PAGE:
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Mrs. Jones is a homemaker. She admits that based on their lifestyle she thought the couple's income was approximately $100,000 ($50,000 more than reported). However she had limited access to her husband's financial documents and relied on the accountant. She claims she had no knowledge of the extent of the unreported income and assumed much of their income was non- taxable in nature. You should advise her that she:

a. Under no circumstances will she be responsible for any of the taxes due because an accountant prepared the return.
b. May be able to avoid liability to the extent she had no actual knowledge of the deficiency when filing the return. The burden of proof will be on the IRS.
c. May be able to avoid liability to the extent she had no reason to know of the deficiency (and did not have actual knowledge) when filing the return. The burden of proof will be on her.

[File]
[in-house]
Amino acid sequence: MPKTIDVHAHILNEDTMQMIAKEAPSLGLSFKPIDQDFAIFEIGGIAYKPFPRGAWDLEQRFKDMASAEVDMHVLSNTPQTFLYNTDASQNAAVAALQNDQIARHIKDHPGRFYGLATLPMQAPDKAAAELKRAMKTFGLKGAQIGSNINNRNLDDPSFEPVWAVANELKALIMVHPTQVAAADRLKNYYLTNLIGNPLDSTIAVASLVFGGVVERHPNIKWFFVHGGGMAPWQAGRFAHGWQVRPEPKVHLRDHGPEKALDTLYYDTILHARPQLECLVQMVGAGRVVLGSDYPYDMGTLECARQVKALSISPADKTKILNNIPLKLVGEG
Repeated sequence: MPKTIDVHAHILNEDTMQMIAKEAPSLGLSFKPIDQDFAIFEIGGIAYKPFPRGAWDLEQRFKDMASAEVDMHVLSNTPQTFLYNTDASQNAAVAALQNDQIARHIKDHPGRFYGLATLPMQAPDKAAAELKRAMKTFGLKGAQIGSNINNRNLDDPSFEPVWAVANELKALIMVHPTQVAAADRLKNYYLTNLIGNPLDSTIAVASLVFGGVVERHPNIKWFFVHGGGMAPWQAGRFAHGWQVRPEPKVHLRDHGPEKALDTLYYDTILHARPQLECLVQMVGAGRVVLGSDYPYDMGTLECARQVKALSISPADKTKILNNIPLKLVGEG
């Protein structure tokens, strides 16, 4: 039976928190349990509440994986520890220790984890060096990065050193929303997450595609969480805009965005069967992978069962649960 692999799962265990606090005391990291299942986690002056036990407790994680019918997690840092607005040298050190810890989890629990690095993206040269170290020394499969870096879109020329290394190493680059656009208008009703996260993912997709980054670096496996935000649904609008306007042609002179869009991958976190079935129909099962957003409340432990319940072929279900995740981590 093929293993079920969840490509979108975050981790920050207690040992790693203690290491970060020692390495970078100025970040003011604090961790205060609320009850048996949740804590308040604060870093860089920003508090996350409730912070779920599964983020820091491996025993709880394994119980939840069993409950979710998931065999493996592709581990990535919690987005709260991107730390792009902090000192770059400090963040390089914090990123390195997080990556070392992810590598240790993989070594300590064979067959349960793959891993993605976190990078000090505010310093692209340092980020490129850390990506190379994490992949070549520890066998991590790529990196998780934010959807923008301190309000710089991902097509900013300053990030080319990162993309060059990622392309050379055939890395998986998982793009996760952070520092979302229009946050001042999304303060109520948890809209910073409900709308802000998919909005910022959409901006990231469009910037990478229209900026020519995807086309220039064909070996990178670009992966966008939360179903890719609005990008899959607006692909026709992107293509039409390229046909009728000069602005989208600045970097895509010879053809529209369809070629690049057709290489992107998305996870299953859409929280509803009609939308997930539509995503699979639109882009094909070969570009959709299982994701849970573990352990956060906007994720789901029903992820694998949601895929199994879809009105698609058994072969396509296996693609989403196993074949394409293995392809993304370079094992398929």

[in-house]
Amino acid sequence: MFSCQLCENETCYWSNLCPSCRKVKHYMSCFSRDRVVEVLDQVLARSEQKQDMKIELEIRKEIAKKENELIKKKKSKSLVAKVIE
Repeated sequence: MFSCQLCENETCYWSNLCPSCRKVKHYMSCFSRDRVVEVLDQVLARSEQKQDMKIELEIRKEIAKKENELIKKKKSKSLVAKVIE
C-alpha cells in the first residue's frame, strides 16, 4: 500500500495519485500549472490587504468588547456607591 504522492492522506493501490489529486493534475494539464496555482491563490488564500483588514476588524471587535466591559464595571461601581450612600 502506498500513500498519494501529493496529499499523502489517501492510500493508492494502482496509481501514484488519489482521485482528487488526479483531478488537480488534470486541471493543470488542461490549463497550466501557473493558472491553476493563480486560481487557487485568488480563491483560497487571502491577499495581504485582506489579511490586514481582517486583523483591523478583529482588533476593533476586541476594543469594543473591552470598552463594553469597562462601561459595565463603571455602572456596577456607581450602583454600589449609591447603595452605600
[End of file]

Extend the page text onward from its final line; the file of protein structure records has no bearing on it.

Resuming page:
d. None of the above.

1 Answer

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Answer:

c. May be able to avoid liability to the extent she had no reason to know of the deficiency (and did not have actual knowledge) when filing the return. The burden of proof will be on her.

Explanation:

The doctrine of innocent spouse relief might apply here. Mrs. Jones will have to prove that:

  1. the income that was omitted was earned by her husband, not her.
  2. she must prove that when she signed the tax filings, she was not aware of the omission.
  3. after examining all the facts surrounding the omission, the IRS must decide that blaming her would not be fair.

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Pansy Lehner
15.5k 3 10 26
answered 10 months ago